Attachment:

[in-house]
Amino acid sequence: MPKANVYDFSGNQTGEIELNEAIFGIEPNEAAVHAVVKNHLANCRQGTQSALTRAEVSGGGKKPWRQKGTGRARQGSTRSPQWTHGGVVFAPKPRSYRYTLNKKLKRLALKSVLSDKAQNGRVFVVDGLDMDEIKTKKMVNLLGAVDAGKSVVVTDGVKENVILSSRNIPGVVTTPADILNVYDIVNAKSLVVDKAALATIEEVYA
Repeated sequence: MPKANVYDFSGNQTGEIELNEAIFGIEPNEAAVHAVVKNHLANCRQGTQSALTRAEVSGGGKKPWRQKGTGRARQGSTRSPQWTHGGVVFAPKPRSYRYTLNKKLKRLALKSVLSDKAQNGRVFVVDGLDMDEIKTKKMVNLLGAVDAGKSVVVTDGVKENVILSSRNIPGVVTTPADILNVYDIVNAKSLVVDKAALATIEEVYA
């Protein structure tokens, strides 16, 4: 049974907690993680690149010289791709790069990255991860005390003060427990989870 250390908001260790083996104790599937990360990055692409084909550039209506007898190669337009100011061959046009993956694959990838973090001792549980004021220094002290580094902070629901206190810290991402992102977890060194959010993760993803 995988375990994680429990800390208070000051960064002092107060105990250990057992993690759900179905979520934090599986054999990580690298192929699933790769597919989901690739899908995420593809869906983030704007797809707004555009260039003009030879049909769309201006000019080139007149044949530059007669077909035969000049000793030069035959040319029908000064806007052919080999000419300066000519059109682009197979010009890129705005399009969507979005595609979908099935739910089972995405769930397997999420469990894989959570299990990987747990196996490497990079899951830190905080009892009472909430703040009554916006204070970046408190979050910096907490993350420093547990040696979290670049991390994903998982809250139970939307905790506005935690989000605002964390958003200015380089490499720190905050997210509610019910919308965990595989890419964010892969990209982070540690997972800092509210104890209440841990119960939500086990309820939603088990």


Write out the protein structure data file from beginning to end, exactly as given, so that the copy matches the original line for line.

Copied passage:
[in-house]
Amino acid sequence: MPKANVYDFSGNQTGEIELNEAIFGIEPNEAAVHAVVKNHLANCRQGTQSALTRAEVSGGGKKPWRQKGTGRARQGSTRSPQWTHGGVVFAPKPRSYRYTLNKKLKRLALKSVLSDKAQNGRVFVVDGLDMDEIKTKKMVNLLGAVDAGKSVVVTDGVKENVILSSRNIPGVVTTPADILNVYDIVNAKSLVVDKAALATIEEVYA
Repeated sequence: MPKANVYDFSGNQTGEIELNEAIFGIEPNEAAVHAVVKNHLANCRQGTQSALTRAEVSGGGKKPWRQKGTGRARQGSTRSPQWTHGGVVFAPKPRSYRYTLNKKLKRLALKSVLSDKAQNGRVFVVDGLDMDEIKTKKMVNLLGAVDAGKSVVVTDGVKENVILSSRNIPGVVTTPADILNVYDIVNAKSLVVDKAALATIEEVYA
């Protein structure tokens, strides 16, 4: 049974907690993680690149010289791709790069990255991860005390003060427990989870 250390908001260790083996104790599937990360990055692409084909550039209506007898190669337009100011061959046009993956694959990838973090001792549980004021220094002290580094902070629901206190810290991402992102977890060194959010993760993803 995988375990994680429990800390208070000051960064002092107060105990250990057992993690759900179905979520934090599986054999990580690298192929699933790769597919989901690739899908995420593809869906983030704007797809707004555009260039003009030879049909769309201006000019080139007149044949530059007669077909035969000049000793030069035959040319029908000064806007052919080999000419300066000519059109682009197979010009890129705005399009969507979005595609979908099935739910089972995405769930397997999420469990894989959570299990990987747990196996490497990079899951830190905080009892009472909430703040009554916006204070970046408190979050910096907490993350420093547990040696979290670049991390994903998982809250139970939307905790506005935690989000605002964390958003200015380089490499720190905050997210509610019910919308965990595989890419964010892969990209982070540690997972800092509210104890209440841990119960939500086990309820939603088990």